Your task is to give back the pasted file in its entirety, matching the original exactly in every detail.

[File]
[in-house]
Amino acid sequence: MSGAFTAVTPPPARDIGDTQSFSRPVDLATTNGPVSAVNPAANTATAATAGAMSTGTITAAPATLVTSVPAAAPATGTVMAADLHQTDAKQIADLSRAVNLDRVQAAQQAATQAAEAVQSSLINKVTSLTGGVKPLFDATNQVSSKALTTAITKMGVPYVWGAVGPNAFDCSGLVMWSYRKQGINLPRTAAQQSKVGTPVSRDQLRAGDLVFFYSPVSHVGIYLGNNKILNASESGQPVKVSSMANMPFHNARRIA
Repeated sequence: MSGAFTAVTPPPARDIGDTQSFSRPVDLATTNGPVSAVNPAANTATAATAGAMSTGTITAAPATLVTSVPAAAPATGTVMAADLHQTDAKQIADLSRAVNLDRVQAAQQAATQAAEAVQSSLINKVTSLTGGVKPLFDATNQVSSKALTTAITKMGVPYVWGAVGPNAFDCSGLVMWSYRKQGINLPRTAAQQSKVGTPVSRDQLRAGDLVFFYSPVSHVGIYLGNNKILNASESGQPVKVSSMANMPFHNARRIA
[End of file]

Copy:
[in-house]
Amino acid sequence: MSGAFTAVTPPPARDIGDTQSFSRPVDLATTNGPVSAVNPAANTATAATAGAMSTGTITAAPATLVTSVPAAAPATGTVMAADLHQTDAKQIADLSRAVNLDRVQAAQQAATQAAEAVQSSLINKVTSLTGGVKPLFDATNQVSSKALTTAITKMGVPYVWGAVGPNAFDCSGLVMWSYRKQGINLPRTAAQQSKVGTPVSRDQLRAGDLVFFYSPVSHVGIYLGNNKILNASESGQPVKVSSMANMPFHNARRIA
Repeated sequence: MSGAFTAVTPPPARDIGDTQSFSRPVDLATTNGPVSAVNPAANTATAATAGAMSTGTITAAPATLVTSVPAAAPATGTVMAADLHQTDAKQIADLSRAVNLDRVQAAQQAATQAAEAVQSSLINKVTSLTGGVKPLFDATNQVSSKALTTAITKMGVPYVWGAVGPNAFDCSGLVMWSYRKQGINLPRTAAQQSKVGTPVSRDQLRAGDLVFFYSPVSHVGIYLGNNKILNASESGQPVKVSSMANMPFHNARRIA